"The term 'physical taking,' or a physical intrusion to benefit the public that the government causes to be placed on private property, generally is synonymous with an 'exaction,' or a condition of development that local government places on a landowner to dedicate a real interest in the development property for public use." West Linn, 534 F.3d at 1100 n.4.

Defendant argues that though Plaintiff "allege[s] that the Club Building against which she had the judgment lien had been taken by the City, but it is the judgment lien itself that is the property taken, and there is no allegation the City took the judgment lien for public use." (Def.'s Mot. 5:3-11.) The Court agrees.

Plaintiff alleges throughout the complaint that Defendant acquired the Club Building. (Compl. ¶¶ 4, 14, 16-17.) However, assuming that Plaintiff has a protected property interest in her judgment lien, these allegations do not indicate that Defendant engaged in a permanent physical invasion of Plaintiff's judgment lien so as to eviscerate her right to use it. See Lingle, 544 U.S. at 539. In fact, Plaintiff concedes in the complaint that the lien remains valid. (See Compl. ¶ 17 ("After transfer of the building to the City, Ms. Keeler's lien was still valid[.]").) The continued validity of the lien is inconsistent with the idea that Defendant has taken it in manner that offends the Fifth Amendment. In short, there is no allegation that Defendant has taken possession of the judgment lien to the exclusion of Plaintiff's rights to it. It is also worth noting that the injury that Plaintiff alleges is the result of the inability to enforce the judgment lien against the Club Building following the transition of ownership. (See Compl. ¶ 6 ("Even though Ms. Keeler's lien on the Club Building is still valid, acquisition of the Club Building destroyed all of Ms. Keeler's property rights by leaving her without a remedy to enforce the lien.").) But Plaintiff's judgment against the Girls' Club remains valid despite the ownership transition of the Club Building.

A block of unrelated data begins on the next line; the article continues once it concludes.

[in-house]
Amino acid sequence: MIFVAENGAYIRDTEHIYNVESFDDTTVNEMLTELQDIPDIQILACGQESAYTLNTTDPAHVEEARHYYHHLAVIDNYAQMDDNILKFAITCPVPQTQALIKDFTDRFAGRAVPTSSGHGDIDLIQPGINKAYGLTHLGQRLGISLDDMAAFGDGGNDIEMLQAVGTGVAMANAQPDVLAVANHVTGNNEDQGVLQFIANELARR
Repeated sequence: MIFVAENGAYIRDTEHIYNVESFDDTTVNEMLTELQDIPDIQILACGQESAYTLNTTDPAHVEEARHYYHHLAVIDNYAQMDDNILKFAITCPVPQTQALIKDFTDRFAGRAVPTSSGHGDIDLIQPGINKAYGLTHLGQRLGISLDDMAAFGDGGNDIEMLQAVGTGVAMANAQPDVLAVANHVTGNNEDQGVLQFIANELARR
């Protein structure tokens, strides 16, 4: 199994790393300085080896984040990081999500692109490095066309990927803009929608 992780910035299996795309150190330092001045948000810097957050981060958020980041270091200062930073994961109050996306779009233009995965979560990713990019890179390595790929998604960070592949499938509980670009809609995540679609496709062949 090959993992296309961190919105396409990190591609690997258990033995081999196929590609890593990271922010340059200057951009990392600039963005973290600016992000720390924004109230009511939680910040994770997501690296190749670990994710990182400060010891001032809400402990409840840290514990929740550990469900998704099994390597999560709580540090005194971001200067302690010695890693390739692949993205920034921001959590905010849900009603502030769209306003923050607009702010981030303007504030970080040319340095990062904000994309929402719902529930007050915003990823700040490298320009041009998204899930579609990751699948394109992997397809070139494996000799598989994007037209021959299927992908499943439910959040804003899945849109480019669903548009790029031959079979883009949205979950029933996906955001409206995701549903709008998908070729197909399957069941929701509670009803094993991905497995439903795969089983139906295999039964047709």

Another reason that leads this Court to conclude that Plaintiff fails to adequately allege that a taking occurred is that the allegations in the complaint indicate that Defendant took no affirmative actions in taking ownership of the Club Building. Though Plaintiff alleges that following the acquisition, "the San Diego Sheriff's Department completed a lock out of the property," the transition of ownership to Defendant is the result of a lease agreement entered into between Defendant and the Girls' Club in 1958. (Compl. ¶¶ 12-13.) When a certain provision of the lease agreement came to pass, the ownership of the Club Building automatically transitioned to Defendant. During the time leading up to Plaintiff obtaining the judgment lien and the time after, Plaintiff does not allege that Defendant engaged in any affirmative conduct taking her judgment lien. Similarly, there are also no allegations that clearly indicate that the judgment lien itself was taken for public use. See U.S. Const. amend. V.